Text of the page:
UN chief says Gaza flotilla panel to report in July

Panel created to probe Israeli raid on 'Mavi Marmara' held up by disputes between Turkish and Israeli members.

Mavi Marmara in port 311 (R) (photo credit: Reuters)
Mavi Marmara in port 311 (R)
(photo credit: Reuters)
UNITED NATIONS - UN Secretary-General Ban Ki-moon said Monday a UN panel investigating the Mavi Marmara incident is expected to issue its final report sometime in July.
The report was initially scheduled to be issued on May 15. Israeli officials said it was postponed because the Turkish representative on the panel was unhappy that the findings went a long way toward vindicating Israel’s blockade of Gaza, and did not condemn strongly enough Israel’s use of force.
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Nine Turks on the Mavi Marmara were killed after Israeli commandos were attacked when they landed on the boat to enforce the blockade.
The incident sent Israel-Turkish relations into a tailspin.
“This panel is still discussing the incident,” Ban said. “We will have to set an exact date – they are still working very, very hard.”
The panel, which was appointed by Ban, is headed by former New Zealand prime minister Geoffrey Palmer, and includes former Colombian president Alvaro Uribe and both a Turkish and an Israeli representative.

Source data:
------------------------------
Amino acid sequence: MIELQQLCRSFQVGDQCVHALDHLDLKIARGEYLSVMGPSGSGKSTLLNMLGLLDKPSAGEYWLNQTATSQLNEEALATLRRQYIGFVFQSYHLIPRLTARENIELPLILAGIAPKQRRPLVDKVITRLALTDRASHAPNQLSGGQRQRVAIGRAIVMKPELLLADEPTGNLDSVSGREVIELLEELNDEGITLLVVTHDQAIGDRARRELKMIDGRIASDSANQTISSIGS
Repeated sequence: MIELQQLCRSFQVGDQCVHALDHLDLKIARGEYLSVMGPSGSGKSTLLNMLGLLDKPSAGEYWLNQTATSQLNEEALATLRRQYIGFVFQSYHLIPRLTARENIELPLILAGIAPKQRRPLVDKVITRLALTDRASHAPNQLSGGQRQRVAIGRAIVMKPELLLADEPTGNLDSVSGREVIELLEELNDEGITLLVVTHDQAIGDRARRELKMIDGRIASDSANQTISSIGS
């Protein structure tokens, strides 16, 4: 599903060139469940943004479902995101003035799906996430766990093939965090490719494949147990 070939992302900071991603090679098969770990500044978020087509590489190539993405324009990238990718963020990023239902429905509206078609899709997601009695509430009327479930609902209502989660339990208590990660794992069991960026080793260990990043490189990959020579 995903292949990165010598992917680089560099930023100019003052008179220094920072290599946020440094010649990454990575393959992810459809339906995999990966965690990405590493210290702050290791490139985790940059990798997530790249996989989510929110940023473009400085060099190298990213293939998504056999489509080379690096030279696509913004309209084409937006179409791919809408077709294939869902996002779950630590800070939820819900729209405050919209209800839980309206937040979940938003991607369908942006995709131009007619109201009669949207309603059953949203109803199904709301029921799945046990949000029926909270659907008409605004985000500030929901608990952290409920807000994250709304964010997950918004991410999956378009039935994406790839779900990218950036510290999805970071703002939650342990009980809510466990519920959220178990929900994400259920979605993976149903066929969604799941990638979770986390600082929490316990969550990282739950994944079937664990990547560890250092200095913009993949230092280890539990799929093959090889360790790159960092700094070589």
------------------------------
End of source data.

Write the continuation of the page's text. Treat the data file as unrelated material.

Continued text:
Israeli officials suggested that the Turkish representative on the panel was keen on postponing the presentation of the final report until after Sunday’s Turkish elections, so as not to complicate matters for Turkish Prime Minister Recep Tayyip Erdogan if the report ended up supporting, even in part, Israel’s positions on the legality of the blockade and the soldiers’ actions.
UN officials have said that it may not be able to produce a consensus document.
Regarding another Gaza-bound flotilla expected later this month, Ban noted that he wrote letters to leaders of certain Mediterranean states from which the flotillas might sail, advising against the move.
“I do not have any information on any possible flotilla, but I believe that, at this time, it is very important to avoid any unnecessary confrontation,” Ban said. “We have seen such tragic deaths of nine people during the flotilla incident last year.”
Ban said there were other ways to get supplies to Gaza that would not involve breaching the Israeli blockade.
“There are some land routes, possible land routes – there are some other areas. So wherever it is possible, when there are some other routes, then I would hope that these allowed routes should be used. That is my sincere hope, as a hope to avoid any potential confrontation,” he said.
Israeli officials said that Ban’s position against another flotilla, as well as similar sentiments expressed by other world leaders, had an impact on the Turks, and came from Turkish Foreign Minister Ahmet Davutoglu comments on Monday advising organizers of the flotilla to delay its departure until the effects of the Egyptian opening of the Rafah crossing were seen.
According to a report in the Turkish media, this was the first time Davutoglu suggested the flotilla organizers reconsider their plans, having previously rejected international appeals to cancel the attempt to break the blockade.